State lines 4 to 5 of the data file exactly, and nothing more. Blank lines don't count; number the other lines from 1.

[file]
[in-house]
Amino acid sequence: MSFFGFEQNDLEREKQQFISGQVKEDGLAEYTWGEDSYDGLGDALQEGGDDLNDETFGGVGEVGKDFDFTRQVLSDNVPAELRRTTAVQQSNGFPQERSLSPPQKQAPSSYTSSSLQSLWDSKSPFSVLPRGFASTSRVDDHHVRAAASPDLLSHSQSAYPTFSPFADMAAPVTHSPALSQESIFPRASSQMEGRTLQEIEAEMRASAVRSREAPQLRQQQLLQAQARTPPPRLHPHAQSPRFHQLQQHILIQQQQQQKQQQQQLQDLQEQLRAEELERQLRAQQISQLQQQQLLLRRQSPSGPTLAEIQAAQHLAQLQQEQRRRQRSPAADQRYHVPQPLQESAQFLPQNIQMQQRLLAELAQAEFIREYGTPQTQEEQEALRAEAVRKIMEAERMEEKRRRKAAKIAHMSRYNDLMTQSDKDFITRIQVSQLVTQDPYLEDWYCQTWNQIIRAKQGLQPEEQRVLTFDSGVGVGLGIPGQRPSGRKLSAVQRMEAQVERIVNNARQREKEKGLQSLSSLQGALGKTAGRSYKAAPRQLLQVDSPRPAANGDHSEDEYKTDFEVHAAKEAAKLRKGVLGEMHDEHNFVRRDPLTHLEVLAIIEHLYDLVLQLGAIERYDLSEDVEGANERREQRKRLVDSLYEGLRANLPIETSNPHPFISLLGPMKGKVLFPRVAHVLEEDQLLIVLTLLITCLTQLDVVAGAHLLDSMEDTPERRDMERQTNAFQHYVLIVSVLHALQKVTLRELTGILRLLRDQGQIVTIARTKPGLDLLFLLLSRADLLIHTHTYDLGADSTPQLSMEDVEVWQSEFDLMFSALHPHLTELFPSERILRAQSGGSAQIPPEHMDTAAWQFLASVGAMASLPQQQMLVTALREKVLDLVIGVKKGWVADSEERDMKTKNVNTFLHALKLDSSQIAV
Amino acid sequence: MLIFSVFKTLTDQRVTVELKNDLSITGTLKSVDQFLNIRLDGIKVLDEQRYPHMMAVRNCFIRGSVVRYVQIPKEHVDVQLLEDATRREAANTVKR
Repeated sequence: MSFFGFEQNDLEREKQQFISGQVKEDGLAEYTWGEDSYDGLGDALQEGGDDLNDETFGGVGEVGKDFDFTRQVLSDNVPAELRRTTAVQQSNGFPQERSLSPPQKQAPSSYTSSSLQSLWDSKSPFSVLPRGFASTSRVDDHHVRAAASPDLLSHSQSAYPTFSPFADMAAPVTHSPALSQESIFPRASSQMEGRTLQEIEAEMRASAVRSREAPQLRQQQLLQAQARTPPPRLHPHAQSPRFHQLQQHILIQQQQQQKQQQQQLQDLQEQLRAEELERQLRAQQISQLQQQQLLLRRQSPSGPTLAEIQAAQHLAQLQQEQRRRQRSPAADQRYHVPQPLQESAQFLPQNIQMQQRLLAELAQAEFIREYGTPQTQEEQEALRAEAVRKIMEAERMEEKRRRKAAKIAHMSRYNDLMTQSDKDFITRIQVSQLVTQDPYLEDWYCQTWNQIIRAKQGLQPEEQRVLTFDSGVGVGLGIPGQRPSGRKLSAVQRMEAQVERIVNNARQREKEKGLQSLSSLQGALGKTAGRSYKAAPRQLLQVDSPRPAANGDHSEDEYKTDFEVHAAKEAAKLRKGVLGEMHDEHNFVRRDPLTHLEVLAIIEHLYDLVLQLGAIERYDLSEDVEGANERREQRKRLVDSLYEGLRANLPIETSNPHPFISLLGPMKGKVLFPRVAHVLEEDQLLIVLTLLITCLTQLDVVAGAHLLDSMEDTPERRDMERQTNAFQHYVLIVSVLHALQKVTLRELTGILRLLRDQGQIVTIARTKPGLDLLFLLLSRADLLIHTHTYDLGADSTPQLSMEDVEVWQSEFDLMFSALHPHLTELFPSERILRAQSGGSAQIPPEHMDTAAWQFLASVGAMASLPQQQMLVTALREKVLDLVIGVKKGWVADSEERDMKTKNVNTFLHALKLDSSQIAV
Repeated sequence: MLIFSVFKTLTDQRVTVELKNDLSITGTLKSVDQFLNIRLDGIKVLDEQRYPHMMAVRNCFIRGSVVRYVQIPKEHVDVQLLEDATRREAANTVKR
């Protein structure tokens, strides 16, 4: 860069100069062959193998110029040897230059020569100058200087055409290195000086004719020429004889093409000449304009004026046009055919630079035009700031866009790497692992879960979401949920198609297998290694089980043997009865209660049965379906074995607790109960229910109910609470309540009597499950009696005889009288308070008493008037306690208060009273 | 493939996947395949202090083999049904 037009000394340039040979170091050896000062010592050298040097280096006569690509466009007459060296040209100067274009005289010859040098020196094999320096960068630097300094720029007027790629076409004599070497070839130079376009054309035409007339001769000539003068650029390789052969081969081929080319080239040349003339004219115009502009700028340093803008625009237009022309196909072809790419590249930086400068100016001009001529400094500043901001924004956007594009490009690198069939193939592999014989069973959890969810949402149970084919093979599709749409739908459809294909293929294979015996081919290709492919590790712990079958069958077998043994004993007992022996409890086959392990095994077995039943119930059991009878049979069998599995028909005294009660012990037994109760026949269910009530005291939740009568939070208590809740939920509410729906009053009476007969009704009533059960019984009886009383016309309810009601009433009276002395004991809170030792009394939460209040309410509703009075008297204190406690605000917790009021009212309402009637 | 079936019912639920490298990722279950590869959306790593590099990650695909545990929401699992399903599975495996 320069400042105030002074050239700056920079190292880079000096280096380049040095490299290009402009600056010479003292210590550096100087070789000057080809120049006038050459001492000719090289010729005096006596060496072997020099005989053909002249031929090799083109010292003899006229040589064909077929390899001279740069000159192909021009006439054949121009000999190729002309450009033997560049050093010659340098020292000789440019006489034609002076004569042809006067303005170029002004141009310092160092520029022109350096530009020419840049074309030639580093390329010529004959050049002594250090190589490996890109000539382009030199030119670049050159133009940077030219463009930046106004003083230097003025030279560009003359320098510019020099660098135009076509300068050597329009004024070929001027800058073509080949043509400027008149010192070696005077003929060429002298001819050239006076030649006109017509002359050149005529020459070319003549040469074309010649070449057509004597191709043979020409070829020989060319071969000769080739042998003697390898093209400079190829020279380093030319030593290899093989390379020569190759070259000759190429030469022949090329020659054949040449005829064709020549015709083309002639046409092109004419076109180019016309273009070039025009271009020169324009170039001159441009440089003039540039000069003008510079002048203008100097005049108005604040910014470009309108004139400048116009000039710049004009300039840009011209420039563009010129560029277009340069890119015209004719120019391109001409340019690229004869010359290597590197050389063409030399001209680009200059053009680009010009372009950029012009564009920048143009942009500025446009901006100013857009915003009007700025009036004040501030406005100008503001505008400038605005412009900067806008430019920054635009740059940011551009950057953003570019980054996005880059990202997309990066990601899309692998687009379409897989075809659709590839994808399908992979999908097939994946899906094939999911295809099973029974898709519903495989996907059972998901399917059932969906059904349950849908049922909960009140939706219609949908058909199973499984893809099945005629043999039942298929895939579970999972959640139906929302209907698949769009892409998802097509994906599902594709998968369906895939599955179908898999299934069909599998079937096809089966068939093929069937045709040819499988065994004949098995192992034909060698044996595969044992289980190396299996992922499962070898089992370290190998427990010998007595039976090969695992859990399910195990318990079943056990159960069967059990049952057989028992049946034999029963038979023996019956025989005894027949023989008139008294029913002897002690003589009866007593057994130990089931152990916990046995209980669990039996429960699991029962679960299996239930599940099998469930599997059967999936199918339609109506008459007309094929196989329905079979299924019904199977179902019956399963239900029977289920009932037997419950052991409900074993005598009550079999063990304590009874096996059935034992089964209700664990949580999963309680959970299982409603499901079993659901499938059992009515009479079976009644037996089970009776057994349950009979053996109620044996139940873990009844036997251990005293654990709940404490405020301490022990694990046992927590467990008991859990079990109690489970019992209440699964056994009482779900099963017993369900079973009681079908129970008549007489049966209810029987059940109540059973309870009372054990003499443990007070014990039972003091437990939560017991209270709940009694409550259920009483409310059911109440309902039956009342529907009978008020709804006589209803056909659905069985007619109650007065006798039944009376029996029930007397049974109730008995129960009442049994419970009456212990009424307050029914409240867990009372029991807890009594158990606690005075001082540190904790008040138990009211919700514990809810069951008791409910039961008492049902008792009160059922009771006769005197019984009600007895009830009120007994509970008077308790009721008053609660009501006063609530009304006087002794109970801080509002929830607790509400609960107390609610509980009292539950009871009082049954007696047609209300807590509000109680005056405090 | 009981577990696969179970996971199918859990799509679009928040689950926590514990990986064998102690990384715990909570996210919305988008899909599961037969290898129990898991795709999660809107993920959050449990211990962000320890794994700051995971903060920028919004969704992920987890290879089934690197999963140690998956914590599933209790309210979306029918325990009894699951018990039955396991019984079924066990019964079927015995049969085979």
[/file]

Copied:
Repeated sequence: MSFFGFEQNDLEREKQQFISGQVKEDGLAEYTWGEDSYDGLGDALQEGGDDLNDETFGGVGEVGKDFDFTRQVLSDNVPAELRRTTAVQQSNGFPQERSLSPPQKQAPSSYTSSSLQSLWDSKSPFSVLPRGFASTSRVDDHHVRAAASPDLLSHSQSAYPTFSPFADMAAPVTHSPALSQESIFPRASSQMEGRTLQEIEAEMRASAVRSREAPQLRQQQLLQAQARTPPPRLHPHAQSPRFHQLQQHILIQQQQQQKQQQQQLQDLQEQLRAEELERQLRAQQISQLQQQQLLLRRQSPSGPTLAEIQAAQHLAQLQQEQRRRQRSPAADQRYHVPQPLQESAQFLPQNIQMQQRLLAELAQAEFIREYGTPQTQEEQEALRAEAVRKIMEAERMEEKRRRKAAKIAHMSRYNDLMTQSDKDFITRIQVSQLVTQDPYLEDWYCQTWNQIIRAKQGLQPEEQRVLTFDSGVGVGLGIPGQRPSGRKLSAVQRMEAQVERIVNNARQREKEKGLQSLSSLQGALGKTAGRSYKAAPRQLLQVDSPRPAANGDHSEDEYKTDFEVHAAKEAAKLRKGVLGEMHDEHNFVRRDPLTHLEVLAIIEHLYDLVLQLGAIERYDLSEDVEGANERREQRKRLVDSLYEGLRANLPIETSNPHPFISLLGPMKGKVLFPRVAHVLEEDQLLIVLTLLITCLTQLDVVAGAHLLDSMEDTPERRDMERQTNAFQHYVLIVSVLHALQKVTLRELTGILRLLRDQGQIVTIARTKPGLDLLFLLLSRADLLIHTHTYDLGADSTPQLSMEDVEVWQSEFDLMFSALHPHLTELFPSERILRAQSGGSAQIPPEHMDTAAWQFLASVGAMASLPQQQMLVTALREKVLDLVIGVKKGWVADSEERDMKTKNVNTFLHALKLDSSQIAV
Repeated sequence: MLIFSVFKTLTDQRVTVELKNDLSITGTLKSVDQFLNIRLDGIKVLDEQRYPHMMAVRNCFIRGSVVRYVQIPKEHVDVQLLEDATRREAANTVKR